Panel Discusses Tapping Into Marcellus Shale
Businesses from the Pittsburgh region looking to break into the Marcellus Shale industry today received some advice from a panel featuring a keynote speaker from Shell Oil Company. Hosted by the Rotary Club of Pittsburgh, the presentation served as an informational session on how non-drilling companies can take advantage of the natural gas trapped in the rock formation underneath much of Pennsylvania's surface.
Sylvie Tran, Marcellus Management Manager for Shell, said interested businesses should do two main things before proposing to be a supplier for a Marcellus Shale company. First, she says to be engaged.
"We've seen a trend with our suppliers that they will be asking a lot more questions now than before, before making a proposal, so that business development is due diligence in terms of understanding where you fit, understanding what the needs are, and making sure the service you have to provide actually fits," Tran said.
Secondly, Tran said businesses should make connections and build relationships.
"That's how business has always been done," Tran said. "This is no different in terms of how local suppliers can get into the Shale revolution."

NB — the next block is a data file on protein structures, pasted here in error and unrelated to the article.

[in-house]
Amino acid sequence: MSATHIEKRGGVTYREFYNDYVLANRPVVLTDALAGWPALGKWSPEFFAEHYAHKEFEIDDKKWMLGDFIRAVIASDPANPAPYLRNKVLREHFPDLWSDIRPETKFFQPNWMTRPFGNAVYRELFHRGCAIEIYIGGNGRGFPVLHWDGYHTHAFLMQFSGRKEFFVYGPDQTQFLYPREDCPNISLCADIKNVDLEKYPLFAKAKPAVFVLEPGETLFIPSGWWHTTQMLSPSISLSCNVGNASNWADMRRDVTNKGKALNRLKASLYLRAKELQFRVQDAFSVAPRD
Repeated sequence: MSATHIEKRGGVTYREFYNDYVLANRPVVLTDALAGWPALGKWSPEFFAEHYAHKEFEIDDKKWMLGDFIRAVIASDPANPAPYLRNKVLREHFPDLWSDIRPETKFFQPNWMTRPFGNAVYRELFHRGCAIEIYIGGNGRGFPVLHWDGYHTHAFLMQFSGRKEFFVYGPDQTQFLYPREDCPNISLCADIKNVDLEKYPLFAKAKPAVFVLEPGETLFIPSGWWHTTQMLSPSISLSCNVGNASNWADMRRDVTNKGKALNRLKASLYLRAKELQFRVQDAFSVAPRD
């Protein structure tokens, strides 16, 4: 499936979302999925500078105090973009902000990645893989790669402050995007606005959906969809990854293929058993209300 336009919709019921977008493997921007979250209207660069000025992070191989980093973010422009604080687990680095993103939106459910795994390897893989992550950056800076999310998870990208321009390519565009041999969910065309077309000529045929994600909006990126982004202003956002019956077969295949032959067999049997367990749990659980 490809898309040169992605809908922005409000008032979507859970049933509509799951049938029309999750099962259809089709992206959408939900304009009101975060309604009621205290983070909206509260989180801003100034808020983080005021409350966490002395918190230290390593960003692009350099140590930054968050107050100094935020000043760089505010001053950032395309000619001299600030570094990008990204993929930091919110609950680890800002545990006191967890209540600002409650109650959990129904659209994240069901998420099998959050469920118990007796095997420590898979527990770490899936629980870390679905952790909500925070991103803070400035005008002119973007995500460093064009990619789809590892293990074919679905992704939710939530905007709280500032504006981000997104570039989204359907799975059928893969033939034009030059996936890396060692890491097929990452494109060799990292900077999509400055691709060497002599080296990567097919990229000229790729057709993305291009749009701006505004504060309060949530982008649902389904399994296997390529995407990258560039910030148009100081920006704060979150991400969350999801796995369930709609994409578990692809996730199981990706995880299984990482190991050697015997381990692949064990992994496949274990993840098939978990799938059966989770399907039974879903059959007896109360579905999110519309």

As for Shell investing in local suppliers, Tran said when negotiating contracts, the company has what it calls a "local content plan," that places weight on three tiers. A certain percentage must be awarded to tier one, tier two, and regional businesses that have an actual office around the impacted area, businesses within Pennsylvania, and those in states surrounding the commonwealth, respectively. Shell did not disclose the actual percentages.
"If you are certified with one of these three organizations, that's definitely something that we would consider in our decision making in terms of contract allocation," Tran said.
As a whole, the panel agreed that entering the Marcellus Shale business is not a matter of reinventing the wheel. Daniel Grottenthaler, General Manager of Kroff Well Services, said his business started with a focus on steel, and then used that knowledge and applied it to Marcellus Shale. Additionally, Craig Tumas founded Marcellus Hot Shot in June 2009, which now transports supplies to and from rigs.
Tran added that an event on August 1st called "Gaining a Foothold on Opportunity" will encourage engagement between local suppliers and select companies including Shell and Halliburton, one of Shell's prime contractors.